Camp Mad Anthony Wayne
Camp Mad Anthony Wayne was named for frontier army general, Anthony Wayne, a spirited military commander who was given the nickname "Mad Anthony" after he threatened to flog one of his own men after he got in trouble with local law enforcement. During his life, Wayne was known for his bravado, as well as his willingness to rush into battle. Today, Wayne is best known for his role in thwarting the plot of Benedict Arnold, another American commander who conspired with the British and attempted to hand over the American fort at West Point to the British during the American Revolution. After the war, George Washington appointed Wayne as the overall commander of US troops in the Northwest Territory. Between 1792 and 1794, Wayne oversaw the construction of frontier forts and led several attacks against Native American tribes in present-day Ohio. The campground, which is operated by the Greater Huntington Parks and Recreation Department, offers vast open spaces along with a few cabins, hiking trails, a disc golf course, picnic tables, and a playground. The lodge and cabins are available for rent and can accommodate up to 28 overnight guests. The camp is listed on the National Register of Historic Places for its history of providing a location for recreation and the rustic architecture of its buildings.
Backstory and Context
Anthony Wayne was born on January 1, 1745 in Paoli, Chester County, Pennsylvania to Isaac and Elizabeth Wayne. He was one of five children of a Protestant Anglo-Irish family. Wayne was educated as a surveyor at his uncle's private academy in Philadelphia, as well as at the College of Philadelphia. He graduated in 1765 and in 1766 Wayne was sent by Benjamin Franklin and some associates to work for a year surveying land they owned in Nova Scotia and assisting with starting settlements there. He served in the Pennsylvania legislature from 1774–1780. Anthony Wayne married Mary Penrose in 1766. They had two children, one daughter named Margretta who was born in 1770 and one son named Isaac Wayne who was born in 1772.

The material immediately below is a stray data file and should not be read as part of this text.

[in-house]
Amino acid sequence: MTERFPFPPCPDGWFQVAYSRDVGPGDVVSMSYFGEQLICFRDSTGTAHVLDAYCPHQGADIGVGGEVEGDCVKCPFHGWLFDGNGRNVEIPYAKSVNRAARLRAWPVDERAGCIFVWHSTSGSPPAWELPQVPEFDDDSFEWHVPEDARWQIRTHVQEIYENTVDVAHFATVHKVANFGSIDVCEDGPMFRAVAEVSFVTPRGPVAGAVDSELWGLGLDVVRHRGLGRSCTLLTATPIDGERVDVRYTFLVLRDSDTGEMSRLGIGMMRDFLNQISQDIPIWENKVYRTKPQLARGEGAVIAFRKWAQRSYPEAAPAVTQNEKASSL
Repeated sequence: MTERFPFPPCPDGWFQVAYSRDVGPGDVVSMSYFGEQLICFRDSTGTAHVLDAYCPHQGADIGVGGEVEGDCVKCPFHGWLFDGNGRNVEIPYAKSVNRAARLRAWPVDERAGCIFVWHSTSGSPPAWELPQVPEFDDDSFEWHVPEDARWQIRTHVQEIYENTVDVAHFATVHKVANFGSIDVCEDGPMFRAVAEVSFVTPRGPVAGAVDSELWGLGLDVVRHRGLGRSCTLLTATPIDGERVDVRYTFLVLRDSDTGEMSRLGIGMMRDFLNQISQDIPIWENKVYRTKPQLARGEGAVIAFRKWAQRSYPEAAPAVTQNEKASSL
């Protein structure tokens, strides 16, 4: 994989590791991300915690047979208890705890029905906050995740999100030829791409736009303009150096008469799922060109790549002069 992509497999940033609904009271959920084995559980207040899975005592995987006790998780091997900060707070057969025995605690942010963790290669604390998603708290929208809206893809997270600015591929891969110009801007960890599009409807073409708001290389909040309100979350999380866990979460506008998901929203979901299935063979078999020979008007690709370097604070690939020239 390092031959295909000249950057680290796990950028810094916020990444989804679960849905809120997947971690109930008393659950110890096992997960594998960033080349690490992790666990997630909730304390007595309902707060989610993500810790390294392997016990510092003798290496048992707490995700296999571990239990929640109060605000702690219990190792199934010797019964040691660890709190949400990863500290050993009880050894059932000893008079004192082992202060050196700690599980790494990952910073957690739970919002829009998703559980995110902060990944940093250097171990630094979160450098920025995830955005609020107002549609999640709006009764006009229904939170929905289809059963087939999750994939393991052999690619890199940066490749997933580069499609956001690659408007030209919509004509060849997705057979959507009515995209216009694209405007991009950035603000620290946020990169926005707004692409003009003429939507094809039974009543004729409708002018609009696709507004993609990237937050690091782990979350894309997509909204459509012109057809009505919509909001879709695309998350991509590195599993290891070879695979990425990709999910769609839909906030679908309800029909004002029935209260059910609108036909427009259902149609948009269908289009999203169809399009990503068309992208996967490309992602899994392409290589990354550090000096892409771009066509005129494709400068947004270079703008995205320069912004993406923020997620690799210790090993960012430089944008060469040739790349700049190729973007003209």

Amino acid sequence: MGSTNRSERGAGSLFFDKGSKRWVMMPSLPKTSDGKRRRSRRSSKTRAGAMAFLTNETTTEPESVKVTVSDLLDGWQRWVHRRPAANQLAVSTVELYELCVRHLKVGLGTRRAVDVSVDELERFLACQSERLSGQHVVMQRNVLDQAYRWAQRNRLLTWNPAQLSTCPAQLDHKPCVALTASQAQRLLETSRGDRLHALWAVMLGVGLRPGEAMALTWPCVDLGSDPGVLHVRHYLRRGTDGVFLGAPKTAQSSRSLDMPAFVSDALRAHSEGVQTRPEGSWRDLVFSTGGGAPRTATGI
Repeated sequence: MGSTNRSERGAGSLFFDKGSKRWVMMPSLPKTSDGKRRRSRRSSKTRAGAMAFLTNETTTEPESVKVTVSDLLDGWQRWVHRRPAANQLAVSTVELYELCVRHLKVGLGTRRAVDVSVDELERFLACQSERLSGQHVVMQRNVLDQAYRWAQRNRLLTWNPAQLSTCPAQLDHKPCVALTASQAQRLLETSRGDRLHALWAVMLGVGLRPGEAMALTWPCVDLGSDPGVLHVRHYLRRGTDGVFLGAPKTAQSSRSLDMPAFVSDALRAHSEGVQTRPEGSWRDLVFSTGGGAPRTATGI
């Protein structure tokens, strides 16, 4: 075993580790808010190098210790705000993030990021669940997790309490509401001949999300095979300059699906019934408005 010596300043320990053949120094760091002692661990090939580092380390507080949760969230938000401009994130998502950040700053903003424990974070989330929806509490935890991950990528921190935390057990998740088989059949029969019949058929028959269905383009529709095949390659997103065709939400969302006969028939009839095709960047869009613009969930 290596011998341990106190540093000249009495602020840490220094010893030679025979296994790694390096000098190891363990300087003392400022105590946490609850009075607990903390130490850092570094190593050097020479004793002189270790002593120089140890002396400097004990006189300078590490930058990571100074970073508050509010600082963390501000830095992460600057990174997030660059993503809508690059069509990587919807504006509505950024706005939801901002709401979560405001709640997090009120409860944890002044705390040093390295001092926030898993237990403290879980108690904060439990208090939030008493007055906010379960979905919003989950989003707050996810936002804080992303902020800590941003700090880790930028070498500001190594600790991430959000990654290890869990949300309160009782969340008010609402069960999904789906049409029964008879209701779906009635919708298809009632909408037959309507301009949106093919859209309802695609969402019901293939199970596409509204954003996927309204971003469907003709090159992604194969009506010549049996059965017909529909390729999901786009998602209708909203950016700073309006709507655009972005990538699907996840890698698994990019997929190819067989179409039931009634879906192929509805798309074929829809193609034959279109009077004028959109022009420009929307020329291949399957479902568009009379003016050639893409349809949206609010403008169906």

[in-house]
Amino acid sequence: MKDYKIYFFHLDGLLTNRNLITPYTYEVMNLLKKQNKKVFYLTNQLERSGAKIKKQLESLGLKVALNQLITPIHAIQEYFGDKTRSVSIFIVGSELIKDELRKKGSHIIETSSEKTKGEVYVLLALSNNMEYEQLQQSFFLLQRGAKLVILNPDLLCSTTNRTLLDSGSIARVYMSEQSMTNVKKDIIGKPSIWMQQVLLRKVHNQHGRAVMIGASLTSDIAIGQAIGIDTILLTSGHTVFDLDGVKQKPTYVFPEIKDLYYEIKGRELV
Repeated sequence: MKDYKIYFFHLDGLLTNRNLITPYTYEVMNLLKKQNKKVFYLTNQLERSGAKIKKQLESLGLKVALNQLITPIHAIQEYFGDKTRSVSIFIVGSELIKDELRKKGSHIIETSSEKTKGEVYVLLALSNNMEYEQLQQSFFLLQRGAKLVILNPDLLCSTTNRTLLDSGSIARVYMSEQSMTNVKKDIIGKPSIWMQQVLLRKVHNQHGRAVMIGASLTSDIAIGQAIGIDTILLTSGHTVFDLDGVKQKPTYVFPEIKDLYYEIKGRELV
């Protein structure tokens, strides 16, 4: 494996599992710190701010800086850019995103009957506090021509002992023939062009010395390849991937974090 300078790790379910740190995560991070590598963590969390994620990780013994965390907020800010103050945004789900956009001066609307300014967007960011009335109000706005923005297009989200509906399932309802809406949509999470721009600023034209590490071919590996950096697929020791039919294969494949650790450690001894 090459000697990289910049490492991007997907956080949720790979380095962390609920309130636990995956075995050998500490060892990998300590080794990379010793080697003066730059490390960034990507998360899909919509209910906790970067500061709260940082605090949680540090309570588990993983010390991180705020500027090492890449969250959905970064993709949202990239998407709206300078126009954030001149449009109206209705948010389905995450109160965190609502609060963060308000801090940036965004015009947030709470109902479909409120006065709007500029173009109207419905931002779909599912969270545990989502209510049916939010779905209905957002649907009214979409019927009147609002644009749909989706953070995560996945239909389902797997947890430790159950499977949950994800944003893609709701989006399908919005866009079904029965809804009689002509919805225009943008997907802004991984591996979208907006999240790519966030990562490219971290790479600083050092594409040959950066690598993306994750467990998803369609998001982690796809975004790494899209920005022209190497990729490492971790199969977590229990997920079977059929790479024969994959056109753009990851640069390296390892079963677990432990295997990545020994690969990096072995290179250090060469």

Wayne received the nickname "Mad" after his courageous victory at the Battle of Stony Point. Wayne took 1,350 men and had them scale the steep and rocky sides of Stony Point in the dead of night. He then had his men to only use their bayonets, not wanting to alert the British, as they climbed over the walls of the fort. The battle lasted just 25 minutes but ended with around 70 British dead and 550 prisoners taken. Anthony Wayne lost 15 of his men but earned a medal from Congress for his efforts in the battle.
In 1792, Wayne was appointed by President George Washington to serve as commander in chief of the U.S. Army. His victory at the Battle of Fallen Timbers enabled Wayne to negotiate the Treaty of Greenville where the Indians ceded most of Ohio and large sections of Indiana, Illinois, and Michigan.3 Anthony Wayne made enormous contributions to the American Revolution, and also in the settlement of the Northwest Territories. Anthony Wayne has acquired a reputation as being one of America’s great soldiers.
The westernmost county in West Virginia, known as Wayne County, was founded in 1842 and named for General "Mad" Anthony Wayne. This is where Camp Mad Anthony Wayne is located. In 2002, part of the Camp was listed on the National Register of Historic Places, because of the historically significant architecture. "The designated area included a group of buildings dating between 1931 and 1944, including the lodge and seven houses" (cabins).
Camp Mad Anthony Wayne can be used for a wedding reception or family reunions. There is an open play space with a playground for the kids. Also, the camp has hiking trails, picnic tables, plenty of parking, and an open campfire circle to roast marshmallows.
"Camp Mad Anthony Wayne." Greater Huntington Park & Recreation District. Accessed on February 18, 2015. http://ghprd.org/index.php?option=com_content&view=article&id=12&Itemid=110&lang=en.
Jared N. Tuk & Geoffrey B. Henry. "Camp Mad Anthony Wayne." National Parks Service - National Register of Historic Places. December 12, 2002. https://npgallery.nps.gov/GetAsset/f26827f9-1038-4c74-8507-8ff5dd164926.